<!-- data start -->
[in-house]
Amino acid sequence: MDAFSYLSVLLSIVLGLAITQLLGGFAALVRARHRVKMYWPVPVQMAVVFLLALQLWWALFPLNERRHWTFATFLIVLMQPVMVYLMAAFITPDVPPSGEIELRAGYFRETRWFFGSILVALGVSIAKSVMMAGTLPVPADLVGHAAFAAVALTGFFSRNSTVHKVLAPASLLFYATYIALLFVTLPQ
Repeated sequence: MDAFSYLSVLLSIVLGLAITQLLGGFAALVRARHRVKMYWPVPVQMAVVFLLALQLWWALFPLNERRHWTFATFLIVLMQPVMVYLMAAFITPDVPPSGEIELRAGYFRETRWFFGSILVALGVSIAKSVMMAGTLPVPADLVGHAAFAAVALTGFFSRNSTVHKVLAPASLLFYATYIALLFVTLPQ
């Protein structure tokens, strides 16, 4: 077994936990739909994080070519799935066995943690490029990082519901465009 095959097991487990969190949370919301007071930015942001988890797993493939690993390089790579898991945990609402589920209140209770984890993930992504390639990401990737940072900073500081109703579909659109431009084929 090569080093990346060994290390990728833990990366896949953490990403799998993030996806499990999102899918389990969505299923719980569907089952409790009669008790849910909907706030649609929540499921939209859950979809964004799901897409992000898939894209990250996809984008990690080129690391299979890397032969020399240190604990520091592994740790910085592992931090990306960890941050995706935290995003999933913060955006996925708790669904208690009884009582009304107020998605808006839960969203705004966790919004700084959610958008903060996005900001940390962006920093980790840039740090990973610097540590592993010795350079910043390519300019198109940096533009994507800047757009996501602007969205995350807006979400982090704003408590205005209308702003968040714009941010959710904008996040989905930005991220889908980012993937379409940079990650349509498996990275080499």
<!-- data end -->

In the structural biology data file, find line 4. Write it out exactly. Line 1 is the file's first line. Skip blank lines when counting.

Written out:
């Protein structure tokens, strides 16, 4: 077994936990739909994080070519799935066995943690490029990082519901465009 095959097991487990969190949370919301007071930015942001988890797993493939690993390089790579898991945990609402589920209140209770984890993930992504390639990401990737940072900073500081109703579909659109431009084929 090569080093990346060994290390990728833990990366896949953490990403799998993030996806499990999102899918389990969505299923719980569907089952409790009669008790849910909907706030649609929540499921939209859950979809964004799901897409992000898939894209990250996809984008990690080129690391299979890397032969020399240190604990520091592994740790910085592992931090990306960890941050995706935290995003999933913060955006996925708790669904208690009884009582009304107020998605808006839960969203705004966790919004700084959610958008903060996005900001940390962006920093980790840039740090990973610097540590592993010795350079910043390519300019198109940096533009994507800047757009996501602007969205995350807006979400982090704003408590205005209308702003968040714009941010959710904008996040989905930005991220889908980012993937379409940079990650349509498996990275080499």